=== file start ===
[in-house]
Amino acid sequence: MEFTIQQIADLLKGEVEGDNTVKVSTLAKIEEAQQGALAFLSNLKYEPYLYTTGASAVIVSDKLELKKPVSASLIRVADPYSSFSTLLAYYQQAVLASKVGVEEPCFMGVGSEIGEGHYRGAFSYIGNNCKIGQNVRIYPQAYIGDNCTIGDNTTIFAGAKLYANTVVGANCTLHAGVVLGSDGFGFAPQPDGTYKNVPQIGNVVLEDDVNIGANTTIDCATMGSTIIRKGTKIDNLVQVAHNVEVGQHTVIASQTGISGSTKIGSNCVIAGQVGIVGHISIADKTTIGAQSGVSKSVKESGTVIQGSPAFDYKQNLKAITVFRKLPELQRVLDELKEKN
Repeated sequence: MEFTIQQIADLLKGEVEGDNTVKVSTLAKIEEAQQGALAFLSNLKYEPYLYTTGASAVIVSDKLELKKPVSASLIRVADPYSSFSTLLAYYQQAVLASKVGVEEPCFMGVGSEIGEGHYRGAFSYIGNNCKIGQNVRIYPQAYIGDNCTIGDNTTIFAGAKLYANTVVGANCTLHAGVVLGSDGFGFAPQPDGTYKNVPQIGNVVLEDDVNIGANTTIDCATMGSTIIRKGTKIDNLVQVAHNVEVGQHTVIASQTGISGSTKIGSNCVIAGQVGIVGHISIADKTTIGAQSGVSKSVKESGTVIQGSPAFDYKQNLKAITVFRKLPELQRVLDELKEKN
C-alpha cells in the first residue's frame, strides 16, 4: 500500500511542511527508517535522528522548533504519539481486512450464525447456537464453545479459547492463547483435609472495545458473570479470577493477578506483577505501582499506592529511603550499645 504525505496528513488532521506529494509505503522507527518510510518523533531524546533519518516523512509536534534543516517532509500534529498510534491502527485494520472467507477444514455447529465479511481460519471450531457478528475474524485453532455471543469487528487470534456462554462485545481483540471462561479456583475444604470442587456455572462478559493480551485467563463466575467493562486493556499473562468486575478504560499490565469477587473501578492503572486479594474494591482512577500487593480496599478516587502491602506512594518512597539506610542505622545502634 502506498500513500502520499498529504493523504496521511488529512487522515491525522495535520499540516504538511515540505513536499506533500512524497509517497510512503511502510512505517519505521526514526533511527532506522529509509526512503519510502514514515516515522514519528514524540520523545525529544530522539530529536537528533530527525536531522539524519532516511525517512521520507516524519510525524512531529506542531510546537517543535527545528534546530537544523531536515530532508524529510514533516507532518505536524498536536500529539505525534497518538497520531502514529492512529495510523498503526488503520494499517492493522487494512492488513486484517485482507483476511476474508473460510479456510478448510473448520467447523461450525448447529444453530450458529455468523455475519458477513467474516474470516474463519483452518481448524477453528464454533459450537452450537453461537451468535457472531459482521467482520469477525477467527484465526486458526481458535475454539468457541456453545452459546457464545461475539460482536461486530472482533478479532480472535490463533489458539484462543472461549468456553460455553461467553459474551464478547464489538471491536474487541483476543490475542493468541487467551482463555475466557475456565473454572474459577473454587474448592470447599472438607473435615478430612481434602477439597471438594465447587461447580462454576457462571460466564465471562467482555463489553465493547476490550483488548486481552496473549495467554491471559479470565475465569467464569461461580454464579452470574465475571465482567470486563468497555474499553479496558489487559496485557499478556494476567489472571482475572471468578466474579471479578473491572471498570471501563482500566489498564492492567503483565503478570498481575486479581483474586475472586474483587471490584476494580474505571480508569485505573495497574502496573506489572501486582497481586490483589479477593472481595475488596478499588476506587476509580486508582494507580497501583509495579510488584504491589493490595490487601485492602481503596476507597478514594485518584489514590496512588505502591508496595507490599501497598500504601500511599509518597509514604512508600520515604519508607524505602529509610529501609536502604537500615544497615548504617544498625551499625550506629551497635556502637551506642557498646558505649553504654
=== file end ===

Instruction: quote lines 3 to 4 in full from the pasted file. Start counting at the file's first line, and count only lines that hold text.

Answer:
Repeated sequence: MEFTIQQIADLLKGEVEGDNTVKVSTLAKIEEAQQGALAFLSNLKYEPYLYTTGASAVIVSDKLELKKPVSASLIRVADPYSSFSTLLAYYQQAVLASKVGVEEPCFMGVGSEIGEGHYRGAFSYIGNNCKIGQNVRIYPQAYIGDNCTIGDNTTIFAGAKLYANTVVGANCTLHAGVVLGSDGFGFAPQPDGTYKNVPQIGNVVLEDDVNIGANTTIDCATMGSTIIRKGTKIDNLVQVAHNVEVGQHTVIASQTGISGSTKIGSNCVIAGQVGIVGHISIADKTTIGAQSGVSKSVKESGTVIQGSPAFDYKQNLKAITVFRKLPELQRVLDELKEKN
C-alpha cells in the first residue's frame, strides 16, 4: 500500500511542511527508517535522528522548533504519539481486512450464525447456537464453545479459547492463547483435609472495545458473570479470577493477578506483577505501582499506592529511603550499645 504525505496528513488532521506529494509505503522507527518510510518523533531524546533519518516523512509536534534543516517532509500534529498510534491502527485494520472467507477444514455447529465479511481460519471450531457478528475474524485453532455471543469487528487470534456462554462485545481483540471462561479456583475444604470442587456455572462478559493480551485467563463466575467493562486493556499473562468486575478504560499490565469477587473501578492503572486479594474494591482512577500487593480496599478516587502491602506512594518512597539506610542505622545502634 502506498500513500502520499498529504493523504496521511488529512487522515491525522495535520499540516504538511515540505513536499506533500512524497509517497510512503511502510512505517519505521526514526533511527532506522529509509526512503519510502514514515516515522514519528514524540520523545525529544530522539530529536537528533530527525536531522539524519532516511525517512521520507516524519510525524512531529506542531510546537517543535527545528534546530537544523531536515530532508524529510514533516507532518505536524498536536500529539505525534497518538497520531502514529492512529495510523498503526488503520494499517492493522487494512492488513486484517485482507483476511476474508473460510479456510478448510473448520467447523461450525448447529444453530450458529455468523455475519458477513467474516474470516474463519483452518481448524477453528464454533459450537452450537453461537451468535457472531459482521467482520469477525477467527484465526486458526481458535475454539468457541456453545452459546457464545461475539460482536461486530472482533478479532480472535490463533489458539484462543472461549468456553460455553461467553459474551464478547464489538471491536474487541483476543490475542493468541487467551482463555475466557475456565473454572474459577473454587474448592470447599472438607473435615478430612481434602477439597471438594465447587461447580462454576457462571460466564465471562467482555463489553465493547476490550483488548486481552496473549495467554491471559479470565475465569467464569461461580454464579452470574465475571465482567470486563468497555474499553479496558489487559496485557499478556494476567489472571482475572471468578466474579471479578473491572471498570471501563482500566489498564492492567503483565503478570498481575486479581483474586475472586474483587471490584476494580474505571480508569485505573495497574502496573506489572501486582497481586490483589479477593472481595475488596478499588476506587476509580486508582494507580497501583509495579510488584504491589493490595490487601485492602481503596476507597478514594485518584489514590496512588505502591508496595507490599501497598500504601500511599509518597509514604512508600520515604519508607524505602529509610529501609536502604537500615544497615548504617544498625551499625550506629551497635556502637551506642557498646558505649553504654